Wednesday, February 26, 2014

First vs. Fifth


About a month ago I successfully got four kids on the bus and was taking the fifth one to preschool, feeling as accomplished as I always do when I manage to get five kids fed, dressed, cleaned, packed and out the door on time. As I pulled in to the preschool parking lot my precocious three year old announced, “I have my bra on.”

Why, you may ask, does a three year old have a bra? Well it’s sort of all my fault. My thirteen year old got a big bag of hand-me-downs, which had a bunch of training bras in it. Three year old was very interested and we (as in the thirteen year old and I, since that’s my apparent maturity level) thought it’d be funny to put one on her. We did and she LOVED it. Wore it all day, wore it all night. I told her she could keep it but there’d be some rules: mainly no wearing it out of the house.

So in her defense, she did the right thing by telling me. We went to the bathroom when we got to school and removed it, surprisingly with no crying or struggle. I walked away from preschool that morning with a training bra in my pocket and thinking to myself, “Well THERE’S something that never would have happened with my first kid!”

I’ve seen a few humorous articles online where parents compare raising of the first kid to the raising of the second or third (hm, I almost never see anything comparing the first kid to the fifth kid though.) You know, the high ideals one holds for their first child loosens up as the years go on and the children keep coming.

Some of the jokes I can’t relate to, those ones that say something like: “First kid: designer duds! Third kid: hand-me-downs!” because we’ve been rocking hand-me-downs since day one (thanks cousins!) or “First kid: You carefully wash, iron and fold baby’s clothes. Third kid: Boys can wear pink, right?” because we never use an iron on anybody’s clothes here (the iron is purely a craft tool) and boys have always been allowed to wear pink.

Some of them I don’t relate to because I’m one of those annoying people that kept at cloth diapers and homemade baby food for all five kids. We still don’t buy juice boxes or packaged snacks. We still don’t use store bought Valentines. (Sorry. But you should know I don’t do these sort of things to make you feel bad. I do them to make me feel good.)

Others I can relate to.  First baby got infant massage class with Mommy; fifth baby got four big siblings to manhandle her.  First two children were not exposed to characters that Mommy deemed unacceptable, third and fourth child were given the choice of Power Ranger or Ninja Turtle pillowcases for their beds.  First kids watched “Families From Around the World” DVDs from the library for screen time, last kids fight for turns on the computer and watch “Adventure Time” and “Dr. Who” with their older siblings. First weren’t allowed toy weapons, fifth has a wooden sword and she knows how to use it. (But they know the rules: I don’t like to play that I’m being shot at or stabbed so I won’t play that. I also don’t want to hear about anyone killing anyone else and try to insist on “I’ll GET you” instead of "I'll shoot/kill you".)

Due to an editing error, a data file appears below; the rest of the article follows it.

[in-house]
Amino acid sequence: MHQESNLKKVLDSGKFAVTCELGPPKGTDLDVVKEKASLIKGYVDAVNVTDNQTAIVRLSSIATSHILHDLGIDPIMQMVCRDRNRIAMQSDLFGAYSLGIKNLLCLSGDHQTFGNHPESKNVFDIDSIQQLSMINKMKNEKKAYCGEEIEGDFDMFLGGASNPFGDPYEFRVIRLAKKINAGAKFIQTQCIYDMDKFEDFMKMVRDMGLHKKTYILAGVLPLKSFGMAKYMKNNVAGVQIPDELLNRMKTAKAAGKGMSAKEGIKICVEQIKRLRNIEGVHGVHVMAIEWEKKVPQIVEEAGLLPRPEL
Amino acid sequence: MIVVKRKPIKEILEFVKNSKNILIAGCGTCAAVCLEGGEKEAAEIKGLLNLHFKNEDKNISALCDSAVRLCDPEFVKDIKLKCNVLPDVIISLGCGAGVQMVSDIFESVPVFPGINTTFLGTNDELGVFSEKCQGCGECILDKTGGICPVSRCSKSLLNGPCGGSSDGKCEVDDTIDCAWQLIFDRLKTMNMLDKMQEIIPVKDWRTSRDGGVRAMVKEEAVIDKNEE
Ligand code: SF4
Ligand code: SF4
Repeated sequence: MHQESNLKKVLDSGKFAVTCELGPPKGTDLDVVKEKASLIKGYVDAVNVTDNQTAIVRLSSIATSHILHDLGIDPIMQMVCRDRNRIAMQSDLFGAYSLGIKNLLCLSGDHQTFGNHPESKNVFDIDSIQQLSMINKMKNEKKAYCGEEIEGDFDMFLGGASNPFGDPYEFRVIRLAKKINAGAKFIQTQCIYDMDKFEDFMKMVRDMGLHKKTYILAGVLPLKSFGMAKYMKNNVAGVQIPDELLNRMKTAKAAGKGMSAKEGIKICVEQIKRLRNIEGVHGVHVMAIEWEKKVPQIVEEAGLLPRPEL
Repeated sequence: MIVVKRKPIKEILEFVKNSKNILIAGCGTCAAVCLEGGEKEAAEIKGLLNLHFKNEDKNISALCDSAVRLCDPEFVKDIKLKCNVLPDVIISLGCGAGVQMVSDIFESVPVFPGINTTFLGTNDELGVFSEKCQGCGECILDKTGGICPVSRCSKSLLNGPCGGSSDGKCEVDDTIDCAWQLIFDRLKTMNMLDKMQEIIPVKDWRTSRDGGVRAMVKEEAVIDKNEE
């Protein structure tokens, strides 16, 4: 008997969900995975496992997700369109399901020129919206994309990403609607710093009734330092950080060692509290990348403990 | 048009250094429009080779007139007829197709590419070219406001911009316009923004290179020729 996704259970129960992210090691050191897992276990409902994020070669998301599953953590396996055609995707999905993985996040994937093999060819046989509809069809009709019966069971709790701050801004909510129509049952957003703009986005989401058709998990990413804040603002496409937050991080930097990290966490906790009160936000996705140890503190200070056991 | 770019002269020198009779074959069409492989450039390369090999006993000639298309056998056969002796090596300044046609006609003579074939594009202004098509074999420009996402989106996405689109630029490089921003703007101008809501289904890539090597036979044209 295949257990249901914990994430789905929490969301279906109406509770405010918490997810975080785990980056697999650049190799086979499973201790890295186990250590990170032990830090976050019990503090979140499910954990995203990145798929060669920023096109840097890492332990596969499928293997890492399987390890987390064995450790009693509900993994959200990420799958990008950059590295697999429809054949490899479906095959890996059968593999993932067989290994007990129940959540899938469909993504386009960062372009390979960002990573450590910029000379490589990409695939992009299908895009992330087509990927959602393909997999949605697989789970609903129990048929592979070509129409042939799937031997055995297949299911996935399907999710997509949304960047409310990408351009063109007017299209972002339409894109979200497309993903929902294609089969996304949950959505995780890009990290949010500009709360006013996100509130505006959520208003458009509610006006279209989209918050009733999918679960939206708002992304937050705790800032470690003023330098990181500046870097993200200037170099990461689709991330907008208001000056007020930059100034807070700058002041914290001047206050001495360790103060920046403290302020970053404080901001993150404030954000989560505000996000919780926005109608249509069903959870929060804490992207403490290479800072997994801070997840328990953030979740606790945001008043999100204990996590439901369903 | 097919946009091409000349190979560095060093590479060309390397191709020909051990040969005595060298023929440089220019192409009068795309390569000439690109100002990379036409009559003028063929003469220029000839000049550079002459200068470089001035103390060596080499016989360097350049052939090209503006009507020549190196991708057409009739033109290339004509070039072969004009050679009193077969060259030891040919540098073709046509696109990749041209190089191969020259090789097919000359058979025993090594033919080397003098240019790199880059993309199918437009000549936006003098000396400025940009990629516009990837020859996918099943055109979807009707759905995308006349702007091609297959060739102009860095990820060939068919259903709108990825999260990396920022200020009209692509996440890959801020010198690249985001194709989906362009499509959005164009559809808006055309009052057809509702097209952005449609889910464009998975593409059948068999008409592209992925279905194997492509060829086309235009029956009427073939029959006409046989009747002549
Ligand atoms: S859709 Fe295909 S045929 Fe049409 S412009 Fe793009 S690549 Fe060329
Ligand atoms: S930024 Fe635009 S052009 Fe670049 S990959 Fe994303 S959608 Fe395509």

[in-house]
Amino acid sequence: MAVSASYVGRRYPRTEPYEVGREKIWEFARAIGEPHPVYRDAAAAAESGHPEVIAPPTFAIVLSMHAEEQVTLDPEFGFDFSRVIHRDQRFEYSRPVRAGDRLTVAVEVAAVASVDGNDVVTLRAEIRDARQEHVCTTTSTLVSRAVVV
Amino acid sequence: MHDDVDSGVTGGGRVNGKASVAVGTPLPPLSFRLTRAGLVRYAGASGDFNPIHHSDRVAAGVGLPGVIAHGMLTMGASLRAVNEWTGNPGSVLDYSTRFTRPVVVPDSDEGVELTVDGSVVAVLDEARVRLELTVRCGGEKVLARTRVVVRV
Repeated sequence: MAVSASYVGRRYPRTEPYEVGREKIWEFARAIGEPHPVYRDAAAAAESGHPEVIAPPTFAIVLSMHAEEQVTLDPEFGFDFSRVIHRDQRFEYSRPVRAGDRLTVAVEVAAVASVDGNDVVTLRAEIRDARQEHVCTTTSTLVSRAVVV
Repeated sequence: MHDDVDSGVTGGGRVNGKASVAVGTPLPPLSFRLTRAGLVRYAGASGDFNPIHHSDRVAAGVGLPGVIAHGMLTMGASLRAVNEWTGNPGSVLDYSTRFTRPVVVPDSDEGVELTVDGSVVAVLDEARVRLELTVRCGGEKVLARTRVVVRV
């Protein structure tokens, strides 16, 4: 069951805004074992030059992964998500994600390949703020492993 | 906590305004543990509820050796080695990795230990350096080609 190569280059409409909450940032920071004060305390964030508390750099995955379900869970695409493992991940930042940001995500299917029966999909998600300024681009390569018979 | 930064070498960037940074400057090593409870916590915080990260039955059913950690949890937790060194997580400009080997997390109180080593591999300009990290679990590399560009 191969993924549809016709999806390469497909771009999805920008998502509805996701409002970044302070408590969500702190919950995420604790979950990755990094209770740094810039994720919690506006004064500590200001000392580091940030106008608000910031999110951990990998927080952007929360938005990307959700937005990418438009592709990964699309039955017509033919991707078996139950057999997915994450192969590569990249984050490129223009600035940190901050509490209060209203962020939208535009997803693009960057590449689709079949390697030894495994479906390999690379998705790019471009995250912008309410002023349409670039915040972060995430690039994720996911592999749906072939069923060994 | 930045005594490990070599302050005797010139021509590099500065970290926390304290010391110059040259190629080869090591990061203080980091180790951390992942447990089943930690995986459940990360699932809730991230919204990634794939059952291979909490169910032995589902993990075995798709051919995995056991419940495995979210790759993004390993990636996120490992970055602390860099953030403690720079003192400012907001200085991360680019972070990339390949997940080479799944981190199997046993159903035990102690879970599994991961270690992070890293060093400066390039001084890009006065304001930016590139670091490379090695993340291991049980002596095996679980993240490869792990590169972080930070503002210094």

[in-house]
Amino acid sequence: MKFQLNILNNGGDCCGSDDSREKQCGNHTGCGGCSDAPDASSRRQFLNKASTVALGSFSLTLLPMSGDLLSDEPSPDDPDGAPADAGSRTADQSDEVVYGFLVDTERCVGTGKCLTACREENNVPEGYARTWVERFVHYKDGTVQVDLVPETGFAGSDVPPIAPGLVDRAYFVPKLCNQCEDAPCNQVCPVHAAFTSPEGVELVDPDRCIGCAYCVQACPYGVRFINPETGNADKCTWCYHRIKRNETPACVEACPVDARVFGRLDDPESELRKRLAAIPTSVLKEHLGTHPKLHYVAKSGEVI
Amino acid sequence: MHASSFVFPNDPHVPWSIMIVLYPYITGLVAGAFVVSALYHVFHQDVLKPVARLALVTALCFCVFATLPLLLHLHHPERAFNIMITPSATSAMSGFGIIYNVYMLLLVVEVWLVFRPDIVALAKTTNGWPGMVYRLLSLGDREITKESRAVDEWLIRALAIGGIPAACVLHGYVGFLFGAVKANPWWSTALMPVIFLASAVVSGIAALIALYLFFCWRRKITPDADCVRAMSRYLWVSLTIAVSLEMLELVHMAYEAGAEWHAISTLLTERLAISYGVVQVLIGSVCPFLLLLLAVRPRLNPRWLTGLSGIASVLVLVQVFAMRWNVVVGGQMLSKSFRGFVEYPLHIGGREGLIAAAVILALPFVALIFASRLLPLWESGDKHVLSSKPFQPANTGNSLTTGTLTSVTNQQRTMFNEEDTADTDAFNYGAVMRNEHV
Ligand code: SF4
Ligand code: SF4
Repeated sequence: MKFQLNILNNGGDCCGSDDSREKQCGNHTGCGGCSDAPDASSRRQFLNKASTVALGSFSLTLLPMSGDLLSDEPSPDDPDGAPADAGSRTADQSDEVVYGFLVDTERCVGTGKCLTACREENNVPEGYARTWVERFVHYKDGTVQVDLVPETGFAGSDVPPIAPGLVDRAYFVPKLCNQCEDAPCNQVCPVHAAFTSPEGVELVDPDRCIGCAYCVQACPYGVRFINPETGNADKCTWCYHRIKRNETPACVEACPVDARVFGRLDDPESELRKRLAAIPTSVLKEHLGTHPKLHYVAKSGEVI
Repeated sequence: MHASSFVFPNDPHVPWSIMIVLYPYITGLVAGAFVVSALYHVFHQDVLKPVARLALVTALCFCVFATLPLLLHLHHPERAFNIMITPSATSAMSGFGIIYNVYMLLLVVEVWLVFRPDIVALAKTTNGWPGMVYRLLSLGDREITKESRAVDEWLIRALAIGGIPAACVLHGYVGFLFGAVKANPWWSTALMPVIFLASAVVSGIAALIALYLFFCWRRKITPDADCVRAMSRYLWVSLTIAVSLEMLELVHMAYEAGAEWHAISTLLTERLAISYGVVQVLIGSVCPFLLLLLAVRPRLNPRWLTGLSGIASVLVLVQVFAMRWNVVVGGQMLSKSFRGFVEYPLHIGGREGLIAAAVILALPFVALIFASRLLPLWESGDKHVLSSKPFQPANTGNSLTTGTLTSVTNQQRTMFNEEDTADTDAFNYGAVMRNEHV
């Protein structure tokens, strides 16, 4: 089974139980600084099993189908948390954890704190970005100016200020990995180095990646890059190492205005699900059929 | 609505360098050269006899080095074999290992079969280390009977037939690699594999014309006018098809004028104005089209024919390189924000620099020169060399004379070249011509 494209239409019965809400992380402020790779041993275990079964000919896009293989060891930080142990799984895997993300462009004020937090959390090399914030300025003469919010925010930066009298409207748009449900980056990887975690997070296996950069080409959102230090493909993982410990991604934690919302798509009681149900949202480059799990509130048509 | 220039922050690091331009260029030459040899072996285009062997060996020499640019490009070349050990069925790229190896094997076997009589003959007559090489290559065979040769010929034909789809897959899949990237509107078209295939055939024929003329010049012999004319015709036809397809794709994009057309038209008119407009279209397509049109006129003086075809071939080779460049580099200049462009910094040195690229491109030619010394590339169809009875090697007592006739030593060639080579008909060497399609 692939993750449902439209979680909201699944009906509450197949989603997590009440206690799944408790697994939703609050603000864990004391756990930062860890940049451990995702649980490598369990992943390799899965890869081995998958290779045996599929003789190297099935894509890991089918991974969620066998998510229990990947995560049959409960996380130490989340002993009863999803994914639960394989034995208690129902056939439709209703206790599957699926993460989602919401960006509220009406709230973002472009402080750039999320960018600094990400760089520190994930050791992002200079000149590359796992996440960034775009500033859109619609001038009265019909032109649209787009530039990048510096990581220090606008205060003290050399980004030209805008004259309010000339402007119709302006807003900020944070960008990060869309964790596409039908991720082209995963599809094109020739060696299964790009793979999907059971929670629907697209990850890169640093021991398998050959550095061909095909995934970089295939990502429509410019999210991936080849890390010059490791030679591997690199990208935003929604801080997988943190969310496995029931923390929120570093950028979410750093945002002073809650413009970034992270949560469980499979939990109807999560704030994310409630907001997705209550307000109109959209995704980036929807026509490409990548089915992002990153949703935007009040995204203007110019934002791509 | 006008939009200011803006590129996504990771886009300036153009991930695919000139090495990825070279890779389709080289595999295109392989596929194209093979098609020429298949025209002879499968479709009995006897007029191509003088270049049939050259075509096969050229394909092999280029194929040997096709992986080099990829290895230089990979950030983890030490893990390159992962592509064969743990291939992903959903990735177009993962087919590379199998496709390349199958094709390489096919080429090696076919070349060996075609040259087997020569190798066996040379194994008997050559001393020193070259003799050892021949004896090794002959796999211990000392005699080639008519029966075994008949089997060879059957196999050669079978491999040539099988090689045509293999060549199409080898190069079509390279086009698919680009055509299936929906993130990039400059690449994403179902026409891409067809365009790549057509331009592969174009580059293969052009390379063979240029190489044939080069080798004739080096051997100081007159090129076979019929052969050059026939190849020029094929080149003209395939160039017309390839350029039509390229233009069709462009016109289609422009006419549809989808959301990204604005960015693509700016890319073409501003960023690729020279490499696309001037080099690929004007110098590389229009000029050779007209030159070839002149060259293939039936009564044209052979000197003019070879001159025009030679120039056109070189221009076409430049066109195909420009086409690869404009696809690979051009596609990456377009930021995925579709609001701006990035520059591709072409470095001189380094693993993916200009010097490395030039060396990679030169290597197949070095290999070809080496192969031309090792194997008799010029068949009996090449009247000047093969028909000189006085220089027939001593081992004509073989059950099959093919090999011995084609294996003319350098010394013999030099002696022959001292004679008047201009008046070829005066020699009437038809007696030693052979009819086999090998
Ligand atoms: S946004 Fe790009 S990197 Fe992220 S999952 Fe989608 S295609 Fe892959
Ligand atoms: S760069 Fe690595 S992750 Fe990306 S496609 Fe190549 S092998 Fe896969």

I can’t expect things to stay the same from when we were a one or two child household to now when we’re a five-child household.  I rejoice more when preschool’s open now than I did before. I have no guilt about asking friends, family, neighbors or even teachers for help. I am not the first one to raise my hand to volunteer for being class mom (though I do still get suckered in sometimes). I'd love to remember the names of all the kids in my kids' classes but I can't keep up anymore.

But the more some things change, the more others stay the same. We do still grow food together in our garden. We eat dinner as a family most nights. We still enjoy family adventures on the weekend with all five kids. As long as these ideals are upheld, these ones that are really important to me as a parent, I think I am going to feel okay about the corners that are cut, like having a three year old wear inappropriate undergarments to school.







1 comment:

  1. Gina this is a beautiful post. Every time I read about your family, I am inspired to take the time for the important family things you mention. And I love the fun and optimism with which you approach life!

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